Over the last few months Prince Harry and Meghan Markle have used their platform to speak out in support of the Black Lives Matter movement and against online hate speech. The couple have encouraged people to educate themselves on the lived experiences of others. They also said that they’ve been nervous as they’ve wanted to say the right thing. Speaking out can be difficult and a royal biographer has revealed that Prince Harry is on his own journey and reportedly could be planning on opening up about his racially insensitive past.
In 2005 images were shared of Prince Harry in a Nazi uniform with a swastika armband to a friend's fancy dress party. At the time he apologised in a statement, which read: “I am very sorry if I caused any offence or embarrassment to anyone. It was a poor choice of costume and I apologise.” In light of the momentum behind the Black Lives Matter movement in recent months and the prince's decision to give up his responsibilities as a royal, royal biographer Scobie says Prince Harry may address his previous racially insensitive actions. In an interview with True Royalty TV Scobie said: “He's on a journey at the moment and I do think that at some point we'll hear him really talk about that journey and what he's learnt on that. But I think at the moment ... he's still educating himself. Maybe he feels he's not there yet.”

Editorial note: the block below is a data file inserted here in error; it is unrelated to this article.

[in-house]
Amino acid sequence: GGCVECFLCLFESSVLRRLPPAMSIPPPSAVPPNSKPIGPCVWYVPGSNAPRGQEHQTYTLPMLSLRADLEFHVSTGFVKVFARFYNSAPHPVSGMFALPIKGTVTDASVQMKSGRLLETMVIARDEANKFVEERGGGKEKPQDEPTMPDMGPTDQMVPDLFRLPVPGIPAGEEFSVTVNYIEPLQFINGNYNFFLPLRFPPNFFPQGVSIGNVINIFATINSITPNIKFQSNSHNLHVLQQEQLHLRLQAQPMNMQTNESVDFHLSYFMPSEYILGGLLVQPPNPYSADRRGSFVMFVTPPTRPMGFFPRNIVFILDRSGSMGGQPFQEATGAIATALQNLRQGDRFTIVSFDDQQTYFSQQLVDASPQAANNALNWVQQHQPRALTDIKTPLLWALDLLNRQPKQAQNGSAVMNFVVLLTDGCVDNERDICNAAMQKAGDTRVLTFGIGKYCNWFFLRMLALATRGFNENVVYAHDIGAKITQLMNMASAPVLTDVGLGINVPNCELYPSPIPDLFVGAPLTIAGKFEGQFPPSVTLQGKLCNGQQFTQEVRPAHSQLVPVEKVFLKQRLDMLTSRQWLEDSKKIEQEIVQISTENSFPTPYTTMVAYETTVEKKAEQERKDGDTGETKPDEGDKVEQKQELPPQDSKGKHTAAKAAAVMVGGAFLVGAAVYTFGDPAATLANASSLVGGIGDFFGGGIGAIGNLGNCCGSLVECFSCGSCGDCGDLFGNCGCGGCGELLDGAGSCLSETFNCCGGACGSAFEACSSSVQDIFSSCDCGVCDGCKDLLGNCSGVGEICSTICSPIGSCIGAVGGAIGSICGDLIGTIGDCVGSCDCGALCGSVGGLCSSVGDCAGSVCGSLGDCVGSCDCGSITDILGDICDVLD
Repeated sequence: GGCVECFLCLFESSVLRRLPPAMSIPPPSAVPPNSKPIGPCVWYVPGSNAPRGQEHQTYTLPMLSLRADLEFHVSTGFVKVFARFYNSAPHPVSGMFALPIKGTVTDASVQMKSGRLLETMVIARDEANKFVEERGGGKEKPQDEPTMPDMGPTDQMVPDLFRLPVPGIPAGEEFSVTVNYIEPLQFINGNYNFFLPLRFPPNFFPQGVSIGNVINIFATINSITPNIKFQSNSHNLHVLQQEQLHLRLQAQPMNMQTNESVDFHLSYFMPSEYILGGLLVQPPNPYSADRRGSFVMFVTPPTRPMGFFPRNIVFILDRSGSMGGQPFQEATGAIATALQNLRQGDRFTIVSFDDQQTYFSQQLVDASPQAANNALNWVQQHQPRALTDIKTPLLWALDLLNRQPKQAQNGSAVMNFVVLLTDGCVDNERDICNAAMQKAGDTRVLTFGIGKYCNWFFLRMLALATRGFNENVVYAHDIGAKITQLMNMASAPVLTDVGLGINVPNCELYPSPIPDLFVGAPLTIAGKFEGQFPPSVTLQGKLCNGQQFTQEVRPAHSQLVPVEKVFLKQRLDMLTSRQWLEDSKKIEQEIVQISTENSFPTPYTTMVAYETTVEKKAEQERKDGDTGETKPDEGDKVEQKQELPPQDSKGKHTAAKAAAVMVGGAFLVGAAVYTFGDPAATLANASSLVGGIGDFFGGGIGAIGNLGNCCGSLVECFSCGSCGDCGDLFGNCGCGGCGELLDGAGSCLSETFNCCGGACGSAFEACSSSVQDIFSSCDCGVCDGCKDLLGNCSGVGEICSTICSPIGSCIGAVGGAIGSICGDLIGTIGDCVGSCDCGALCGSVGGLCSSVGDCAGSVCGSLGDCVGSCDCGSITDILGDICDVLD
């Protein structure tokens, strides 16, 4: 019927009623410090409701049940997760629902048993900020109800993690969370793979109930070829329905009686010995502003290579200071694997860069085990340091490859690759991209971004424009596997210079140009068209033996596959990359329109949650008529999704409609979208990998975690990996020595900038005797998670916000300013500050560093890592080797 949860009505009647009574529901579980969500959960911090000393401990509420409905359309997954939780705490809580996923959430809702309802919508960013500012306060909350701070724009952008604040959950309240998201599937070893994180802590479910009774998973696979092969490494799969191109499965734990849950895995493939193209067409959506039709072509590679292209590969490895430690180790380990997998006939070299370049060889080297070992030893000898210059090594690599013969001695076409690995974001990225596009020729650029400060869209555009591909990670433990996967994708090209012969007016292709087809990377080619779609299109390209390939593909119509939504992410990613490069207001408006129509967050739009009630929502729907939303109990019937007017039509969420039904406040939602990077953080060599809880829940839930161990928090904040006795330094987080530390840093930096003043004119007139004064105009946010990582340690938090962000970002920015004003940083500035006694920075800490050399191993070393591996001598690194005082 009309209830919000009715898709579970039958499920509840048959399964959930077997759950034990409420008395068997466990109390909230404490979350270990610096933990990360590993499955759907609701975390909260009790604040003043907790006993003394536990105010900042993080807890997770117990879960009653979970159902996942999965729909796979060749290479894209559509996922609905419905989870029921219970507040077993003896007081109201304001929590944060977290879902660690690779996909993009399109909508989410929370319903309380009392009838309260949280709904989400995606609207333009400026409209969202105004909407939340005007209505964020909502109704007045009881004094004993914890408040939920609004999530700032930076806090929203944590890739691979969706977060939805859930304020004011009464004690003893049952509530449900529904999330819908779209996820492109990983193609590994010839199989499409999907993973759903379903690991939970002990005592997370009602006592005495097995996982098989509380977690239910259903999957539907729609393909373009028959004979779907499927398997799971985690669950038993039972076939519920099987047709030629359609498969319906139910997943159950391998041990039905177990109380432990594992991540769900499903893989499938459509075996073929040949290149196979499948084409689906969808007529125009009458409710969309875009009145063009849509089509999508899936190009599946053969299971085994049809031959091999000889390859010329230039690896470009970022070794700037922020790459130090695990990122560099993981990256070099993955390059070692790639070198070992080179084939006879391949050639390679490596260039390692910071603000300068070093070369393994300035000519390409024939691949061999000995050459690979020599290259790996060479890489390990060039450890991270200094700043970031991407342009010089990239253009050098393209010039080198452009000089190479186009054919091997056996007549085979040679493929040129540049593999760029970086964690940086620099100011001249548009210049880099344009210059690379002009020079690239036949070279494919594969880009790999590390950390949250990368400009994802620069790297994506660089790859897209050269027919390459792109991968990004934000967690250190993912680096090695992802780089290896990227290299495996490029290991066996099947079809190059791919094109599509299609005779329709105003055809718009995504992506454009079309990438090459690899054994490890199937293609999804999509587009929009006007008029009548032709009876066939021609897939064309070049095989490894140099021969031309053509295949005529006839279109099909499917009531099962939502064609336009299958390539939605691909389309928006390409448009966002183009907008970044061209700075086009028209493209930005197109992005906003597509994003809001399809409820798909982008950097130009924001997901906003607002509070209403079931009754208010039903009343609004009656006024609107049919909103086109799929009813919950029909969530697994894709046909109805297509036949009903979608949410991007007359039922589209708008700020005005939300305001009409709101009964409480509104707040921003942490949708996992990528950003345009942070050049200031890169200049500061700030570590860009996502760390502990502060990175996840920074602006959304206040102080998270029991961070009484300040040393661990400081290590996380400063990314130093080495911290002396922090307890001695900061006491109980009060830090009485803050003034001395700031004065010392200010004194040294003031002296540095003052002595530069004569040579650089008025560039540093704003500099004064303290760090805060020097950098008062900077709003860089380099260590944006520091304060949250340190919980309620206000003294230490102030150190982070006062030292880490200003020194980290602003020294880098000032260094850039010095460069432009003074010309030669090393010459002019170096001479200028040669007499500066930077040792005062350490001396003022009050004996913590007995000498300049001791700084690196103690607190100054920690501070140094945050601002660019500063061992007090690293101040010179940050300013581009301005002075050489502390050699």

Scobie co-wrote Finding Freedom which detailed Prince Harry and Meghan’s relationship, from when they first met and started dating to their wedding day and decision to move to the U.S. While he didn’t speak to the couple for the book, it’s based on numerous interviews with people close to them. Prince Harry and Meghan always used their platform to raise the profile of issues they care about and since leaving their royal responsibilities behind have been very vocally supportive of the Black Lives Matter movement.
During the Diana Awards on July 1, he said, “my wife said recently that our generation and the ones before us haven't done enough to right the wrongs of the past. I too am sorry - sorry that we haven't got the world to a place you deserve it to be. Institutional racism has no place in our societies, yet it is still endemic. Unconscious bias must be acknowledged without blame to create a better world for all of you."